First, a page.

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By Matt Kelly
Small Times Correspondent
NEWTON, Mass., March 9, 2004 - The simple strategy for technology businesses is to innovate or die. NanoLab Inc. takes that wisdom to heart, even in the fledgling world of carbon nanotubes.

The tiny spinout from Boston College formed four years ago to manufacture and sell carbon nanotubes. Revenues have risen nicely, from $191,500 in 2001 to nearly $675,000 last year. And, yes, the company does make a profit.

Still, NanoLab's founders know that nanotubes eventually will be a high-volume, low-margin commodity business. So they relentlessly try to move upstream, developing more complicated structures: nanotweezers, nanowires, positioning equipment - whatever customers want and that they cannot find elsewhere. "We act as a machine shop for the nanoscale world," said David Carnahan, NanoLab's president and head of business development. "For now that delivers a fair amount of value." Along with Carnahan, the other two pillars of the NanoLab triumvirate are Zhifeng Ren and Krzysztof Kempa. Ren is the most well known, for his pioneering work perfecting a technique to forge nanotubes as neatly aligned patterns rather than a jumbled mess; he manages NanoLab's nanotube manufacturing operations. Kempa directs theoretical research into new applications. The three incorporated NanoLab in January 2000. By March they began shipping their first products, mostly bulk supply of multiwall nanotubes. The company "limped along on nanotube sales" and used the revenue to fund in-house research into nanoscale devices, Carnahan said. (NanoLab has not raised any venture capital to date.) Commercial customers include Boeing, Samsung, Sony and Raytheon. They account for 25 percent of NanoLab's revenues, while the remaining revenue comes from sponsored research.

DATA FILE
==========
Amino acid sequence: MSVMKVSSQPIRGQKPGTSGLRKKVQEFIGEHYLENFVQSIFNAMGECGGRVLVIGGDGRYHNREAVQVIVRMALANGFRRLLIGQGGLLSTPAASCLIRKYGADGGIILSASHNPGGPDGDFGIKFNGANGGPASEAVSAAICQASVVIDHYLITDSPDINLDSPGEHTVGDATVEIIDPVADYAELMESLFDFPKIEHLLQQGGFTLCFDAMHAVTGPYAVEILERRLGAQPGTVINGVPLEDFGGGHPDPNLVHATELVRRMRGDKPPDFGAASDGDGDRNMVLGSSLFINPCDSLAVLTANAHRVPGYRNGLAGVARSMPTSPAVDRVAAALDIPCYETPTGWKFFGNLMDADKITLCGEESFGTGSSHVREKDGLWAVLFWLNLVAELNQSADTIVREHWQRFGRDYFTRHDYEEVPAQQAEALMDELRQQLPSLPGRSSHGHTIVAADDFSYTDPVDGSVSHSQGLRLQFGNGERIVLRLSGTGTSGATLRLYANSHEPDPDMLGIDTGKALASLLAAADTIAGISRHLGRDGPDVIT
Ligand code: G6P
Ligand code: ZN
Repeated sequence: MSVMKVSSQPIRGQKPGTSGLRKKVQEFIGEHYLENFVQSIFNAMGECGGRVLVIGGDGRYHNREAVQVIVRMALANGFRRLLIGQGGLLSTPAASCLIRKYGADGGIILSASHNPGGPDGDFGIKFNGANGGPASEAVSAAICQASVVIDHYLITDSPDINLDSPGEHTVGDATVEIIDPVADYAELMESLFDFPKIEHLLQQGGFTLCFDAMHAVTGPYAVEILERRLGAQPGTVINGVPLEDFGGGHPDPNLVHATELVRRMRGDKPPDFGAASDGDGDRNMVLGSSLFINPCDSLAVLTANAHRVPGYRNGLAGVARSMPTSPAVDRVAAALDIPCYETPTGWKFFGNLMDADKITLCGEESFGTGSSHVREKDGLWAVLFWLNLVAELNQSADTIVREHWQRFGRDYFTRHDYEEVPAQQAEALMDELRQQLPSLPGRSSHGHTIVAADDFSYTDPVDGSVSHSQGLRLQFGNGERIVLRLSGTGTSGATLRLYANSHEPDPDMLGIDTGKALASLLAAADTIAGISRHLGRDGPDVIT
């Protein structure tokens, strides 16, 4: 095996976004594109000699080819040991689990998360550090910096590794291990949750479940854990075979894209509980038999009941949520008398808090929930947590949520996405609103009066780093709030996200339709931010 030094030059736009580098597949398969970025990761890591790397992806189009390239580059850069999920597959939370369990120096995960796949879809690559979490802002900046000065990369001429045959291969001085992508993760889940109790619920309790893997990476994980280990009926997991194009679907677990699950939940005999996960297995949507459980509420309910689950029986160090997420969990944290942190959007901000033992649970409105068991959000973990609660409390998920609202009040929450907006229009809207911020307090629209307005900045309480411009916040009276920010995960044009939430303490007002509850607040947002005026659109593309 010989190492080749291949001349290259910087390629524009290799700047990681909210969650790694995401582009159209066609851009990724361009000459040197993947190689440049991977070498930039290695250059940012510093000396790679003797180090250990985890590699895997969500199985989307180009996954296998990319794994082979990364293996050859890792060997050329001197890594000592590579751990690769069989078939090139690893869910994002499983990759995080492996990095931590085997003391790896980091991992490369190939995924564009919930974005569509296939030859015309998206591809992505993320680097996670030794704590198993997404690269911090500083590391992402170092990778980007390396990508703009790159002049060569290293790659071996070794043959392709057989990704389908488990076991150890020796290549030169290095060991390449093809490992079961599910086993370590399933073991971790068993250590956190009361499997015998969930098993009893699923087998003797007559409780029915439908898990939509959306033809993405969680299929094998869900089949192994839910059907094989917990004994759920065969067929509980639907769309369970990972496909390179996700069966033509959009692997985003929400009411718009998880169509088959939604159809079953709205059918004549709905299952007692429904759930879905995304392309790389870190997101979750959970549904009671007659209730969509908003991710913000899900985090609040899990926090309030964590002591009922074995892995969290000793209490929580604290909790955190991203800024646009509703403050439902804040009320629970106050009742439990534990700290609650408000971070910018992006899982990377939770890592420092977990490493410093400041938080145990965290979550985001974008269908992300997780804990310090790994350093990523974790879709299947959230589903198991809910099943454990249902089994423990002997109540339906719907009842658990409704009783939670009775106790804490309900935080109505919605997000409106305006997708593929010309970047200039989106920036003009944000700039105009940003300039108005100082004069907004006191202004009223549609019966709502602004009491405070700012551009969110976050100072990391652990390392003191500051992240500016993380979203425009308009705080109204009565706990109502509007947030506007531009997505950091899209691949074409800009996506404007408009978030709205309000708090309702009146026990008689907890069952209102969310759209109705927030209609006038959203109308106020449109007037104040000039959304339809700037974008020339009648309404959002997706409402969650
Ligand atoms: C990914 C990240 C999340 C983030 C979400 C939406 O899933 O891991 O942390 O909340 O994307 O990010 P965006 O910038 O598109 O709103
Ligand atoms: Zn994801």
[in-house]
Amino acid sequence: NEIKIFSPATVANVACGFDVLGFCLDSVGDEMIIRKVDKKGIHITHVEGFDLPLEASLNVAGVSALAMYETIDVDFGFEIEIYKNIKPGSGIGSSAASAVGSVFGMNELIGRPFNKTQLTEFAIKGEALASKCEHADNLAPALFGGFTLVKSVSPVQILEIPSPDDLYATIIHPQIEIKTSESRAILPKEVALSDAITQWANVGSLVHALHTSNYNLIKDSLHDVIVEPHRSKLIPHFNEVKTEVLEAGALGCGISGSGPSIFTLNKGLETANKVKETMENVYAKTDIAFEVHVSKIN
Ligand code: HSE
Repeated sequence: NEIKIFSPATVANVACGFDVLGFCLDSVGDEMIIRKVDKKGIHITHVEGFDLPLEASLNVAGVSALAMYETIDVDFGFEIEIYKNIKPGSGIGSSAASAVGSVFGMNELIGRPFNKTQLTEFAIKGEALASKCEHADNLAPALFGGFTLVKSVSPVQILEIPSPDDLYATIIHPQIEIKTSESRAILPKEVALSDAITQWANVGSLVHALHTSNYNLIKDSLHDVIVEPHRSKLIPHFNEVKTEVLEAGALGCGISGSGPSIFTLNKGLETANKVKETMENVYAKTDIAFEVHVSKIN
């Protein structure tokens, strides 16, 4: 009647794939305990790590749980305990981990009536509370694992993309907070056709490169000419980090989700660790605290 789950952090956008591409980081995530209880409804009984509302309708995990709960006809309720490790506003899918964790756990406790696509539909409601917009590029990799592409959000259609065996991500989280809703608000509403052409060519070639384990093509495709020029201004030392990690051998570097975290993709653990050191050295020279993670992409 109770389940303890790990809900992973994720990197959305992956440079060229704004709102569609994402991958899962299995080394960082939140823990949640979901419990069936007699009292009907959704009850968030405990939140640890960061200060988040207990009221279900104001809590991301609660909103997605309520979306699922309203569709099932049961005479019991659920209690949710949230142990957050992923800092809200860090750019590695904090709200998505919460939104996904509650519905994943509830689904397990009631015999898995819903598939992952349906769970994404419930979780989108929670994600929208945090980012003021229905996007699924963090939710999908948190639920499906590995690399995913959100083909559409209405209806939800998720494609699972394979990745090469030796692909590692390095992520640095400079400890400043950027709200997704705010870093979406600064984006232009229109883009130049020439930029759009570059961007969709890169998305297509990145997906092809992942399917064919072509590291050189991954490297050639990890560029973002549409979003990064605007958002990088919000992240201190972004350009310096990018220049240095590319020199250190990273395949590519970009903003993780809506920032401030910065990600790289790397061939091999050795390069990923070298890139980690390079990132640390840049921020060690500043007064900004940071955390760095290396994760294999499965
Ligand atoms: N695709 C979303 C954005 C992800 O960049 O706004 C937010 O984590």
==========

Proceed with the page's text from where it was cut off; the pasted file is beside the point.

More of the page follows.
Exactly what those customers do with their nanotubes, "some we know, some we don't know," Carnahan said with a shrug. But NanoLab has seen increasingly precise requests for specific sizes and amounts of tubes, he added. "The sophistication of the buyer has improved tremendously."

Girish Solanki, a Frost & Sullivan analyst who follows nanotech developments, agrees that nanotubes offer a long growth curve for shops like NanoLab. He estimates that more than 150 companies are considering nanotubes for composite materials alone. Solanki expects the worldwide demand for nanotubes to hit $600 million by 2010, or potentially much more if nagging large-scale manufacturing problems are solved.
David Carnahan
Photos courtesy of NanoLab Inc.
David Carnahan, NanoLab's president

Vital facts about
NanoLab Inc.

Aligned carbon nanotubes are grown at NanoLab using a chemical vapor deposition process. The honeycomb pattern shown here was created by patterning the catalyst with a self-assembly lithography process.
"People are looking at a lot of applications," Solanki says. "The thing is, they produce them in pilot-level amounts."